At this point I was a little embarrassed by the whole spectacle. The fight had ceased being a cancer fundraiser weeks ago, as Tories and Grits lined up on opposite sides to taunt each other. Brazeau had come off as a cocky, preening bully, and Conservatives (myself included) had exhibited such unrestrained joy at the prospect of Trudeau being physically hurt that it now seemed like a bad joke. Now all that was left was a hall full of screaming Liberals and a bleeding Senator standing in the ring saying "I should be ashamed". A Senator! A member of the Red Chamber, the chamber of sober second thought! It was a little hard to watch.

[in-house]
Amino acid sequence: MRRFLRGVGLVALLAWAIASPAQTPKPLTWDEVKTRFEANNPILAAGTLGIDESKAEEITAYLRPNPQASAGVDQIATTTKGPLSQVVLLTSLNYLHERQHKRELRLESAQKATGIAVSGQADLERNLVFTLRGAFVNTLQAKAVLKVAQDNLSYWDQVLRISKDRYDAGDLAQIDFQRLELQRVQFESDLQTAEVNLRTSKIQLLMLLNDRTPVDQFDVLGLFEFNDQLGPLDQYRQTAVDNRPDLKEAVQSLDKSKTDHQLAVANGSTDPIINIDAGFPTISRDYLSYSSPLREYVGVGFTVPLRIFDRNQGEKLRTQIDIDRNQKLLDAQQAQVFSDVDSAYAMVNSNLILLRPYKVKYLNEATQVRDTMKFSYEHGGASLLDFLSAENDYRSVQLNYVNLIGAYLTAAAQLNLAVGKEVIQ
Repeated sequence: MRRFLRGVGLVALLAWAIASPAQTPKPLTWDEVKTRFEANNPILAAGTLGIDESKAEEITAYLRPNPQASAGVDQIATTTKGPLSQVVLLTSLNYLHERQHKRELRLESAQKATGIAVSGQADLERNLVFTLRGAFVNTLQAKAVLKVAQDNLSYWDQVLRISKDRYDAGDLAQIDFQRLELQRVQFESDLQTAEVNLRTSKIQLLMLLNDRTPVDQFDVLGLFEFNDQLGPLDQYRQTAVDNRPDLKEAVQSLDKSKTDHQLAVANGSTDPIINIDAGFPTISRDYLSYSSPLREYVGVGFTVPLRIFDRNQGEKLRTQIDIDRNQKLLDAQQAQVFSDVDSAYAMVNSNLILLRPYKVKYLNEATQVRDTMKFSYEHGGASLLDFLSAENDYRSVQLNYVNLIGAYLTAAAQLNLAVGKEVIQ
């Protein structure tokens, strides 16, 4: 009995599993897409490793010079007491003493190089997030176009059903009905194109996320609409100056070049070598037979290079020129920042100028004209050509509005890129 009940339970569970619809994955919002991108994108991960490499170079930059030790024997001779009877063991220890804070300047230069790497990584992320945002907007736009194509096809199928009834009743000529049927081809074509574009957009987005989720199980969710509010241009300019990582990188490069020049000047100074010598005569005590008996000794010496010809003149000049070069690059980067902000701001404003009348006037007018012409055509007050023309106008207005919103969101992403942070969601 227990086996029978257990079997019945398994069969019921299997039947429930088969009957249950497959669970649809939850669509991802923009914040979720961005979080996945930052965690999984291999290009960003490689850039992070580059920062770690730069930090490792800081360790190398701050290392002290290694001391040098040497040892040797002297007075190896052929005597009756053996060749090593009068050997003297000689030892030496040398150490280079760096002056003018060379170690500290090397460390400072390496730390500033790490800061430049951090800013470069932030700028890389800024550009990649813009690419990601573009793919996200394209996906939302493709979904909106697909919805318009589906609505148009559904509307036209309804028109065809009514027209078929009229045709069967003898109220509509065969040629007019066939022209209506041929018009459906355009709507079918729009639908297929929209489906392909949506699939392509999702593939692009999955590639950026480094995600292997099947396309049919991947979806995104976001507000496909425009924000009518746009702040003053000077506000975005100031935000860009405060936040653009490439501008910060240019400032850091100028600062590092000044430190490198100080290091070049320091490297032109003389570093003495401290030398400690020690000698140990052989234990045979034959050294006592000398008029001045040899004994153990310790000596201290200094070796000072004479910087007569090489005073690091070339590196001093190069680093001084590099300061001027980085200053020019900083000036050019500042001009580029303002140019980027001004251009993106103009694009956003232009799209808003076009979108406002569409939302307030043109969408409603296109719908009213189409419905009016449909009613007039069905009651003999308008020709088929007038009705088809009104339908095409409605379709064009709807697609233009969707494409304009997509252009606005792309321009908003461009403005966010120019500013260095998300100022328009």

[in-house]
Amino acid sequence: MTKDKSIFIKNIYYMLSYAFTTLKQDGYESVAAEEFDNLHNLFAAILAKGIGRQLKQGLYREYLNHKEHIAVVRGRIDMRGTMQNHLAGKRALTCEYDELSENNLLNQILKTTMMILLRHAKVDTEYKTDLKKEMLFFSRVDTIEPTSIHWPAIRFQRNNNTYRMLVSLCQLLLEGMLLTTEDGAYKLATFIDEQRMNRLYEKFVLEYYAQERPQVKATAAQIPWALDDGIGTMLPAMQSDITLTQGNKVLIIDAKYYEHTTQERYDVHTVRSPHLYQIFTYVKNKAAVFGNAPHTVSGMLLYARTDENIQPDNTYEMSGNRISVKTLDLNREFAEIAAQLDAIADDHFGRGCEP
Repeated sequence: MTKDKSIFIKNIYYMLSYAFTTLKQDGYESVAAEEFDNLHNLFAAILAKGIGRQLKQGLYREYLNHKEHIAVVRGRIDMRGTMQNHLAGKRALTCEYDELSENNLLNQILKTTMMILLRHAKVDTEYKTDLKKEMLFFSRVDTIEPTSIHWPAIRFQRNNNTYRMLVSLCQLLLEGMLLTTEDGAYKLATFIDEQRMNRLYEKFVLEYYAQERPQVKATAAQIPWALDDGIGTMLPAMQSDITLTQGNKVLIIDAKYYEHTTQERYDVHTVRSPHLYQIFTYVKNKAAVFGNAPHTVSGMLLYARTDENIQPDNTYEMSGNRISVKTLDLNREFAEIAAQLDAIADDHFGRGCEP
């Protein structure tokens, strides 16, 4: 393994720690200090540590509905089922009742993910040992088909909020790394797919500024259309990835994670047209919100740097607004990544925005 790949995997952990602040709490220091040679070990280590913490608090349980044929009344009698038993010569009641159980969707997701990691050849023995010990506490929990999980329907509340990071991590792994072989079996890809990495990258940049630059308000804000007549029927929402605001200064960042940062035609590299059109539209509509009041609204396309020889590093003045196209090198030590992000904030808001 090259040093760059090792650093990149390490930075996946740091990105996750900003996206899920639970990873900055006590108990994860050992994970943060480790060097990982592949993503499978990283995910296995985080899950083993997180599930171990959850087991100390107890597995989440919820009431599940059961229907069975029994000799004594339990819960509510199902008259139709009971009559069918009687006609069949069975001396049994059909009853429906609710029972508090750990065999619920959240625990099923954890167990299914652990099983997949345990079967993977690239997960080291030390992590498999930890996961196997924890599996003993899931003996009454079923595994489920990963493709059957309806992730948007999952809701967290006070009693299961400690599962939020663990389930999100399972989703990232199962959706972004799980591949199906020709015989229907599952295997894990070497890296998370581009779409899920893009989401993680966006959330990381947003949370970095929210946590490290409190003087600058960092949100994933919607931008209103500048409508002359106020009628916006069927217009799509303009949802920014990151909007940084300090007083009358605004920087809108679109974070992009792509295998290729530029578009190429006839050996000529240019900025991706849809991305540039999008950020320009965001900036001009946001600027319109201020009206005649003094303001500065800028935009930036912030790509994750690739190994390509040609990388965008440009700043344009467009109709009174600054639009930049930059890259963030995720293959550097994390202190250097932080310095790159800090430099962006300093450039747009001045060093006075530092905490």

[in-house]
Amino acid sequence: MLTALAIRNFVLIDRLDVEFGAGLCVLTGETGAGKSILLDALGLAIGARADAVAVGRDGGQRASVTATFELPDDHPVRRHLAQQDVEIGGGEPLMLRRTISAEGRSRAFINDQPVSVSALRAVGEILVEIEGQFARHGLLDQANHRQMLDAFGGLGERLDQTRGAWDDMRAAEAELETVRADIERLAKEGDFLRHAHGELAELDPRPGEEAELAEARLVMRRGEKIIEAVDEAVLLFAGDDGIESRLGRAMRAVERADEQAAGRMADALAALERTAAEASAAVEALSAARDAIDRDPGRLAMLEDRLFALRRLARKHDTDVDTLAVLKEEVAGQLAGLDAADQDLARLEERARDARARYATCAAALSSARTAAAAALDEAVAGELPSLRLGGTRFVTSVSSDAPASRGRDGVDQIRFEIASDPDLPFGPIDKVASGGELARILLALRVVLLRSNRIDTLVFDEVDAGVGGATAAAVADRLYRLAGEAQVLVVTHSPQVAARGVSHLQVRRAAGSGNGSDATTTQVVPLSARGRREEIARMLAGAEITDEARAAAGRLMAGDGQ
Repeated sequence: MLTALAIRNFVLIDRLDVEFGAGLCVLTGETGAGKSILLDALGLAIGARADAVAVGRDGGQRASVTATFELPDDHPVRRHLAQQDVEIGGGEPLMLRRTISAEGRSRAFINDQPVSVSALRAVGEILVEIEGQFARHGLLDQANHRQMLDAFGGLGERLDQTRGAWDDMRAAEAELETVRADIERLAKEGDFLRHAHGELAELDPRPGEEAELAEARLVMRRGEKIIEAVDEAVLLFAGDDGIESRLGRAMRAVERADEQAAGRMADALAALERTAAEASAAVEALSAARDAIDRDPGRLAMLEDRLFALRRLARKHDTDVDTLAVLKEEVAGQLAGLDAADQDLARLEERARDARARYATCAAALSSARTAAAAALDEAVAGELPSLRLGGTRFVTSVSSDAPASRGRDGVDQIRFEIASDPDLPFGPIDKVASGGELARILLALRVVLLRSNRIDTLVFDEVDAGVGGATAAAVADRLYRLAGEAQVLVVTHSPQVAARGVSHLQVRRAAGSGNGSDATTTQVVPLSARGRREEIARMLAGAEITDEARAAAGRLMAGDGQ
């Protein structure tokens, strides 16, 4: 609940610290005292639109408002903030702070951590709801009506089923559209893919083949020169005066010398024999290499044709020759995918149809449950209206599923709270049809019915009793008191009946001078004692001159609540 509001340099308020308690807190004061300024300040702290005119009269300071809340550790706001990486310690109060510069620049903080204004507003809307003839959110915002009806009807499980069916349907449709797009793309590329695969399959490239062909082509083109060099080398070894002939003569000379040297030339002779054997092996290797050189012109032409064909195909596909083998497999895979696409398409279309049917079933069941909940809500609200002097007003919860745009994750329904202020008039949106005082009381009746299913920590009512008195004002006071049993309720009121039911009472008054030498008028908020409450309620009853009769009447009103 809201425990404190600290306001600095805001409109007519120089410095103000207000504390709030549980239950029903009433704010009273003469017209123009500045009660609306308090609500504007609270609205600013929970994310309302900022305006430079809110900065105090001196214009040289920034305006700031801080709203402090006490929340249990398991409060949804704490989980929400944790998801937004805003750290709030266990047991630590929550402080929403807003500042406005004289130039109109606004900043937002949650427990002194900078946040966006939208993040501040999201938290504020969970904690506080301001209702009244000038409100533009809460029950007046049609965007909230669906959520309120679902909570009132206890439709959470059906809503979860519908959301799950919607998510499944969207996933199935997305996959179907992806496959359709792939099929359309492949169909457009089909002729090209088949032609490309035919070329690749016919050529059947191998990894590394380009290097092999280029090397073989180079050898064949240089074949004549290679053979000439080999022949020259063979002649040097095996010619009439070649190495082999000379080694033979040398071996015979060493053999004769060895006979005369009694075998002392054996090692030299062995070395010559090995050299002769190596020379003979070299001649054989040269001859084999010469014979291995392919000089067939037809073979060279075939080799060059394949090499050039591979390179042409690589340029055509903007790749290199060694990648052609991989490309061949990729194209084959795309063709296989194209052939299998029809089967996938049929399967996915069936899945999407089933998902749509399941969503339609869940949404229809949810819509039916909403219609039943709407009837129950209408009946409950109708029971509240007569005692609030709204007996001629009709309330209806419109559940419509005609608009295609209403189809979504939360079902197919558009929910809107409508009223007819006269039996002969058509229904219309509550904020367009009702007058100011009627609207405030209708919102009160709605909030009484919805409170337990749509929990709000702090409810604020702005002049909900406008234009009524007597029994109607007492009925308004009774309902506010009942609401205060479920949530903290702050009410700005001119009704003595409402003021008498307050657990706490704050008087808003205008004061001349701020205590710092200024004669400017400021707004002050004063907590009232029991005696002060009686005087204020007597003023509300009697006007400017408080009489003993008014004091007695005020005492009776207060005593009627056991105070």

It pains me to write this, but the one person who came out of this with some dignity was Justin Trudeau. He was humble before the fight and gracious in victory. He reminded us all that it was, after all, a fund-raiser and not a gladiator duel in the Roman Coliseum. As he embraced Brazeau after the fight, there was a little glimpse of hope that maybe our leaders might be more civil to each other, and that they might be objects of admiration rather than mockery. I hope so.